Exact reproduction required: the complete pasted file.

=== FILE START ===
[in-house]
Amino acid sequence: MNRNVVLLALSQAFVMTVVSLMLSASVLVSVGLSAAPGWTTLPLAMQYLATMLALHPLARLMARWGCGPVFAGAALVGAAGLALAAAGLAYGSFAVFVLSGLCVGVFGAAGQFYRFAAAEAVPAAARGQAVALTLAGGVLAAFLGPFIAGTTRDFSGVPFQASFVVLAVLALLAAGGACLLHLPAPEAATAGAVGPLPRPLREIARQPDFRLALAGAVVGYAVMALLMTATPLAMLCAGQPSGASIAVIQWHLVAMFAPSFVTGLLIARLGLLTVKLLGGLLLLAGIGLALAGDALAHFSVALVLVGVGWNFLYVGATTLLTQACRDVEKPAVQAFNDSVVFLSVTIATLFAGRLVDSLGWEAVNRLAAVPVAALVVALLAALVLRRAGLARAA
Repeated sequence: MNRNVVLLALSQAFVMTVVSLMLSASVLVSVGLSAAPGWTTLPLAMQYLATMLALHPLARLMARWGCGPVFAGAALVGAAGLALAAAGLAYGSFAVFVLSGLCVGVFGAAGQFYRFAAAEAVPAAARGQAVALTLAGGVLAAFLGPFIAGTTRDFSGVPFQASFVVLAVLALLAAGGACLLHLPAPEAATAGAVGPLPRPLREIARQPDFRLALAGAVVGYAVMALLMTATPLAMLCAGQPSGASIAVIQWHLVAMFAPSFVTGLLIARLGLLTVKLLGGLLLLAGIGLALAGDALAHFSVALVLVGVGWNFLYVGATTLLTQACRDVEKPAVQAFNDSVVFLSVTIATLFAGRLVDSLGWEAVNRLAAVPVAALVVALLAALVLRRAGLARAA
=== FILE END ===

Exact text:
[in-house]
Amino acid sequence: MNRNVVLLALSQAFVMTVVSLMLSASVLVSVGLSAAPGWTTLPLAMQYLATMLALHPLARLMARWGCGPVFAGAALVGAAGLALAAAGLAYGSFAVFVLSGLCVGVFGAAGQFYRFAAAEAVPAAARGQAVALTLAGGVLAAFLGPFIAGTTRDFSGVPFQASFVVLAVLALLAAGGACLLHLPAPEAATAGAVGPLPRPLREIARQPDFRLALAGAVVGYAVMALLMTATPLAMLCAGQPSGASIAVIQWHLVAMFAPSFVTGLLIARLGLLTVKLLGGLLLLAGIGLALAGDALAHFSVALVLVGVGWNFLYVGATTLLTQACRDVEKPAVQAFNDSVVFLSVTIATLFAGRLVDSLGWEAVNRLAAVPVAALVVALLAALVLRRAGLARAA
Repeated sequence: MNRNVVLLALSQAFVMTVVSLMLSASVLVSVGLSAAPGWTTLPLAMQYLATMLALHPLARLMARWGCGPVFAGAALVGAAGLALAAAGLAYGSFAVFVLSGLCVGVFGAAGQFYRFAAAEAVPAAARGQAVALTLAGGVLAAFLGPFIAGTTRDFSGVPFQASFVVLAVLALLAAGGACLLHLPAPEAATAGAVGPLPRPLREIARQPDFRLALAGAVVGYAVMALLMTATPLAMLCAGQPSGASIAVIQWHLVAMFAPSFVTGLLIARLGLLTVKLLGGLLLLAGIGLALAGDALAHFSVALVLVGVGWNFLYVGATTLLTQACRDVEKPAVQAFNDSVVFLSVTIATLFAGRLVDSLGWEAVNRLAAVPVAALVVALLAALVLRRAGLARAA